Poems

Caroline Smith Glen: ‘Boardrider’ and ‘With Daphne du Maurier’

Boardrider

Again the television surfer.
Arms of ambivalence, he crouches,
stands, tip-taps on his porpoise of belonging.
He points its nose, spins its body
along the highest white and blue-veined
underbelly of a protean wave

that rises to dribble from its white
upper lip, then falls to a frontier
that could toss fifty knights
in white armour.

No Proteus of the deep, our boardrider,
but a wave-scrounger,
wave-devourer, a courageous performer,
who clings to the wave’s smooth
inner shell, counting for more.

Release me, boy-surfer, from admiration
of your athletic achievement,
for you splash memories
of distant, obscure rivers, creeks
and dirt; the solitude of trees,

of riding a horse over infinite
committed earth, arms loose,
the body in message with
the horse’s body,
like pass the butter,
pass it back;

leather saddle-bag redolent
with all the flavours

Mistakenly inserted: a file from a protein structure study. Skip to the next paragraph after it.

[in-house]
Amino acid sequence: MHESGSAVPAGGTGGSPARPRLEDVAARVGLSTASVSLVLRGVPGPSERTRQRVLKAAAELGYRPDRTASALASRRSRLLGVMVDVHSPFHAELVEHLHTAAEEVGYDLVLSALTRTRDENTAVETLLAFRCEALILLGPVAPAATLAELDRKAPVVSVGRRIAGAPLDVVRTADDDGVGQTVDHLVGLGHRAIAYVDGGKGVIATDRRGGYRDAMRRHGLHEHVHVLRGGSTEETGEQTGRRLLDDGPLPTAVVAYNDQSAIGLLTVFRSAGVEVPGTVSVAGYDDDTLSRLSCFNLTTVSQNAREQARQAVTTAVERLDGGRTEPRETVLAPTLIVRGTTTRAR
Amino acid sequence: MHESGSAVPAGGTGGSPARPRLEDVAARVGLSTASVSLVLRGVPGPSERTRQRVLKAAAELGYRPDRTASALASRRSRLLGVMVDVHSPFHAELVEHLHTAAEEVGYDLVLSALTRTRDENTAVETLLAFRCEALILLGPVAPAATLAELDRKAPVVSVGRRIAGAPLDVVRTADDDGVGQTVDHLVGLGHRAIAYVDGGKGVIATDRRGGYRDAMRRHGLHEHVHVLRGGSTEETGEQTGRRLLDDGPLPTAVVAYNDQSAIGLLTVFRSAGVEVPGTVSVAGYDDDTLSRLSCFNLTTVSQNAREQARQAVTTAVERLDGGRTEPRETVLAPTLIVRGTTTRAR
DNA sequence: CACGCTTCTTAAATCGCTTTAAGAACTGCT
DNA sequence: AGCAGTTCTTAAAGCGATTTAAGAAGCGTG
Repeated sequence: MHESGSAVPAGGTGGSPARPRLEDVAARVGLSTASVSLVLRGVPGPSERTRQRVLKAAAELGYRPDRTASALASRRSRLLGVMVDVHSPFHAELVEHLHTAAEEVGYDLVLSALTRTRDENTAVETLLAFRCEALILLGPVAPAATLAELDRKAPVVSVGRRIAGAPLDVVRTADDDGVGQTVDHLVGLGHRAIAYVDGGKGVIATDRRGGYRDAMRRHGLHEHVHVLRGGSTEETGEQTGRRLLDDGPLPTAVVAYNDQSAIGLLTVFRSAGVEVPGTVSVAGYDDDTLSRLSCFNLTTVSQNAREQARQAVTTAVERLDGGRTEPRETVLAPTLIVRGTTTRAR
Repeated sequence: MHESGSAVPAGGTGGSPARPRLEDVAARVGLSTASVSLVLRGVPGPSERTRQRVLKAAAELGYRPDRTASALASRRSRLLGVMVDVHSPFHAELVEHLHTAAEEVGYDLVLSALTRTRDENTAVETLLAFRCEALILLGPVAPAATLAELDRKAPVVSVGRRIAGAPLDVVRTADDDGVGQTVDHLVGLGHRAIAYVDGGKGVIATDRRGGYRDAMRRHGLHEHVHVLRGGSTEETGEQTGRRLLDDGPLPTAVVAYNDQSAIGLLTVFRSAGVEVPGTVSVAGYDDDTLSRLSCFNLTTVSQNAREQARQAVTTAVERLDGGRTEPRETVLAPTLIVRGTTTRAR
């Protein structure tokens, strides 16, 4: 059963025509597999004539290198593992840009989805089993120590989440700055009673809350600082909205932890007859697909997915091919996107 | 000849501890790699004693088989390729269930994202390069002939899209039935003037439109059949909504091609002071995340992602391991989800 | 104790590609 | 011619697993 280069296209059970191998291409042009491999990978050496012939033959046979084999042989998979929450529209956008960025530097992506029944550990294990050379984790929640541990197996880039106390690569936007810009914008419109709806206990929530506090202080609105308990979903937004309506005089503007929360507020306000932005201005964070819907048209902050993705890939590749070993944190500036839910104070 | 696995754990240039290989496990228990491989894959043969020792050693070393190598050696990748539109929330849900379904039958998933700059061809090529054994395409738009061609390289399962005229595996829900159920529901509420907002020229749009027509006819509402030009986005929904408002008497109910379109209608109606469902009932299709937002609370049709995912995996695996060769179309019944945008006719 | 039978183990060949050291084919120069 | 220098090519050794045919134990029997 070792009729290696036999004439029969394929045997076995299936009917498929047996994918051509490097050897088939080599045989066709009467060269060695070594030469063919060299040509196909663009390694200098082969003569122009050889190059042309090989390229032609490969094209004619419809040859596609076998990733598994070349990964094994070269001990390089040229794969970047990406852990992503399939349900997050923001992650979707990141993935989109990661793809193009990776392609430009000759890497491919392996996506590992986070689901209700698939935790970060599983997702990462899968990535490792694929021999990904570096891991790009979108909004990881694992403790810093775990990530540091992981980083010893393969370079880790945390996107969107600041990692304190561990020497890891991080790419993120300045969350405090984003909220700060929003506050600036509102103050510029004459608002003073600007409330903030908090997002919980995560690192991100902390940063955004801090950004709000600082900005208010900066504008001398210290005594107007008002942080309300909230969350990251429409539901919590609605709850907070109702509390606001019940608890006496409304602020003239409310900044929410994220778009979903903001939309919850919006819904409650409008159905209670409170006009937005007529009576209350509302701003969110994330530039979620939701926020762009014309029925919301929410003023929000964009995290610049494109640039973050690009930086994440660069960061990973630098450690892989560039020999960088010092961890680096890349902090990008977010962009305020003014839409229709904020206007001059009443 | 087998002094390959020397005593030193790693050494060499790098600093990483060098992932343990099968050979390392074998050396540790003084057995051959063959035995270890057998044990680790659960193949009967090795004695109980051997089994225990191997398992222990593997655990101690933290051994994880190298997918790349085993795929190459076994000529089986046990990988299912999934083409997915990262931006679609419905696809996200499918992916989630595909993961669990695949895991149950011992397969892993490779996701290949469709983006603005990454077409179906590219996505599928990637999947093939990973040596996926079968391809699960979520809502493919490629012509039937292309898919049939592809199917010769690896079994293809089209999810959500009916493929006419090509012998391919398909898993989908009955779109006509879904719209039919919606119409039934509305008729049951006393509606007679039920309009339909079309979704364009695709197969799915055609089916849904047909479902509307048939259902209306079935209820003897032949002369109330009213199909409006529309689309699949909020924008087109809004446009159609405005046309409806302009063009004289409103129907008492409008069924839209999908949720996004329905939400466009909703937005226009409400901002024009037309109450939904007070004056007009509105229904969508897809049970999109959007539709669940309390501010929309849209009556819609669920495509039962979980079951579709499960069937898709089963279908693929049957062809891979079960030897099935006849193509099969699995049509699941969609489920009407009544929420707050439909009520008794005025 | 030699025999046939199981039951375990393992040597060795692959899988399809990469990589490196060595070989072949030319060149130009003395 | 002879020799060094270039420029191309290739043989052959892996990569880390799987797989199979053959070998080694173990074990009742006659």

of the bush,
my heart unrushed,
flowered to Heaven.

Caroline Smith Glen

With Daphne du Maurier

When they sat together, Daphne’s mother
seldom turned her head to her.
Did they sit on a sofa of belonging?
Who spoke the most?
What did they say?

Did Mother advise her on life,
on womanhood, encourage
her literary ambitions?
Did rivalry sit too close?

My mother looked
at my face when she spoke.
Oh yes, she looked; her ocean-green eyes
reeling me in. Usually, without words,
my eyes just looked back.

On a visit to a neighbour,
the neighbour asked me a question.

Behind her, Mother stood, stared at me
stretched her neck and mouth,
opened wide her eyes.
What did the gestures mean?
I hesitated.

I soon learned I got my answer seriously wrong,
for after, on the main street,
sounds from my Mother’s mouth
banged on me like the unified slamming
of the street shop doors.
How dare I open our family door
where bats may hide in dark corners.

Body to body, eye to eye, we stood.
I listened, speechless,
bewildered that my response
had held such disrepair.

We walked home.
Her eyes would always reel me in.

Caroline Smith Glen

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